The Professional Live Arts for Youth Society, or PLAY Society, received an Expanded Arts and Culture Resilience Supplement in the amount of $18,000. (Special to The News)

The Professional Live Arts for Youth Society, or PLAY Society, received an Expanded Arts and Culture Resilience Supplement in the amount of $18,000. (Special to The News)

Arts and culture get a boost in Maple Ridge and Pitt Meadows

PLAY Society and the ACT Arts Centre received grants from province

When the pandemic hit Bradley Tones was forced to cancel all of the programming for his non-profit theatre group PLAY Society.

His teachers were let go and Tones took on a voluntary role to try to keep the society afloat.

However, last week his group, The Professional Live Arts for Youth Society, received an Expanded Arts and Culture Resilience Supplement in the amount of $18,000.

The Resilience Supplement was handed out to organizations that receive annual operating funding or project grants by the BC Arts Council and is part of StrongerBC: BC’s Economic Recovery Plan.

The money, read the press release, can be used towards paying for operating costs, like rent and utilities, paying artists and protecting or restoring jobs, such as theatre technicians, production designers or arts administrators.

“It’s huge,” said the organization’s founder that provides an affordable option for theatre and musical theatre programming for families, mostly children, from 6- 18 -years-old.

READ MORE: The ACT shuts its doors

In Maple Ridge the group offered after-school programming to students at Glenwood Elementary, Kanaka Creek Elementary, Harry Hooge Elementary, Alouette Elementary, and they were just starting a program at Whonnock Elementary, before everything had to be shut down.

PLAY Society is one of two Maple Ridge organizations to receive a resiliency grant from the province.

The ACT Arts Centre also received $50,000.

“The Resiliency Supplement is intended to help our organization cope with the impacts of the COVID-19 crisis,” explained executive director Curtis Pendleton.

The money, she said, will be put towards: the financial impacts of reduced-capacity programs; expenses to ‘pivot’ to virtual programs in their learning classes and gallery outreach; COVID-19 expenses related to the facility; and re-start plans and programs.

It was awarded based on their previous budget and scope of their programs, added the head of the local arts centre.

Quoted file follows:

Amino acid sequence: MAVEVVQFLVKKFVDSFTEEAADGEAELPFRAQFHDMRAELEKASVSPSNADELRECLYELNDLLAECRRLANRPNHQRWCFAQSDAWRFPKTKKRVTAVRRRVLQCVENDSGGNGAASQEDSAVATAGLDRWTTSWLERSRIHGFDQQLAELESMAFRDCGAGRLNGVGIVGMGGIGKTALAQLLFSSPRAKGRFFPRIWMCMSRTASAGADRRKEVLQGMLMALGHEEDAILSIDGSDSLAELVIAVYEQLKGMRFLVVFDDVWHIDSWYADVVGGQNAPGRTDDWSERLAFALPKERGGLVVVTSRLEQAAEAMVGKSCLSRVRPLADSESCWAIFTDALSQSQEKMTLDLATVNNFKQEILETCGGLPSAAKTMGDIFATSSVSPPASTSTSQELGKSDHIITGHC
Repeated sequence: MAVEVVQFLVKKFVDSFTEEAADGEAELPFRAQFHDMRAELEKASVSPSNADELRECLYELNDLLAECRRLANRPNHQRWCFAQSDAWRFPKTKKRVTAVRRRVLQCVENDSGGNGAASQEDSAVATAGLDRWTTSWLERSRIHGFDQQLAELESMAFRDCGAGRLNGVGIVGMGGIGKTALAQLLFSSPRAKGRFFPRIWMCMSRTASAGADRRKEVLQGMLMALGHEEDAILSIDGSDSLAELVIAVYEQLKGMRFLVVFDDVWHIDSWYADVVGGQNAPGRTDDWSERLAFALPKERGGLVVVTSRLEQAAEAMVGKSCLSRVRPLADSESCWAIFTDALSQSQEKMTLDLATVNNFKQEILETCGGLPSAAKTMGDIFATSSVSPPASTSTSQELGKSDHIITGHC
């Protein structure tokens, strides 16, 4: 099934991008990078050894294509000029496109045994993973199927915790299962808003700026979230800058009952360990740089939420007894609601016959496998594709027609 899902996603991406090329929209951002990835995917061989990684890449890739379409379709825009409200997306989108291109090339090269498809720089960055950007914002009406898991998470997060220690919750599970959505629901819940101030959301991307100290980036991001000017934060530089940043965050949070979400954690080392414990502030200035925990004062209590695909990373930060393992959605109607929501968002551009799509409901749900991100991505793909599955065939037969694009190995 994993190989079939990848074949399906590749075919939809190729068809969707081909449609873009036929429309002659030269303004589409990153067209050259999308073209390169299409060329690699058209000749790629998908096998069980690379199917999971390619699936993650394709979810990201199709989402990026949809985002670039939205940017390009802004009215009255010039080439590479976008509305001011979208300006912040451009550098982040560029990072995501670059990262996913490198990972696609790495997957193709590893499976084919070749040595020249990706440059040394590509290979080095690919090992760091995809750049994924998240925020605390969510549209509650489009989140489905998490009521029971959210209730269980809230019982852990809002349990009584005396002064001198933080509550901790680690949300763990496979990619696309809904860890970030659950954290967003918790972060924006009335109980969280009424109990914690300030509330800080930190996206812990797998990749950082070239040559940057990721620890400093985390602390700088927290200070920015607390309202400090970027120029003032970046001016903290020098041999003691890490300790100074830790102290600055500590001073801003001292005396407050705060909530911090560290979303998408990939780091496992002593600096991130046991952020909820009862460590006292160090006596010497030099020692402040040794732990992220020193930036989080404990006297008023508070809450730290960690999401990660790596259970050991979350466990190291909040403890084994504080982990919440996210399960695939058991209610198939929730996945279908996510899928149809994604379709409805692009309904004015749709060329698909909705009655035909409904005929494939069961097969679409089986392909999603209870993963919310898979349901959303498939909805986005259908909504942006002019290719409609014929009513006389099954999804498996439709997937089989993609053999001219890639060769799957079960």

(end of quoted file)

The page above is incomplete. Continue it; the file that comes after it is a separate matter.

READ MORE: ACT cancels shows of more than 250 people during COVID-19 Outbreak

Pendleton echoed Tones about the importance of the grant at this moment in time.

“Every grant and source of income is important, right now and in the future, as we plan for a slow recovery,” noted Pendleton.

Pre-pandemic the ACT operated on a budget of around $2.4 million and generally received operating funding from the BC Arts Council in the amount of $22,000 annually, she explained.

“So, although this doesn’t represent a large percentage of our annual operational expenses, this additional supplement is a significant increase in the investment the province is making in ensuring that arts and culture institutions have the best chance of recovery,” she added.

In the Lower Mainland, 318 arts and culture organizations received $9.5 million through the B.C. government’s StrongerBC plan for economic recovery.

This supplement was part of $21 million from StrongerBC to support the resilience of the arts and culture sector.

“By supporting the organizations who employ and support artists and arts and culture workers, we are making the sector more resilient and, in turn, keeping our communities vibrant,” said Bob D’Eith, parliamentary secretary for arts and film, who noted he is looking forward to working directly with the sector to chart a path to recovery.

Tones will be putting the money towards new video equipment in order to film the performances so the parents and families can still see the shows moving forward.

A little of the money will also go to recoup costs from last year including refunds to parents and to some of the teachers’ wages.

Tones is also hoping to revamp the society’s website and put money into marketing.

“So we can come back with guns a-blazing and get back to what we do best,” he said.

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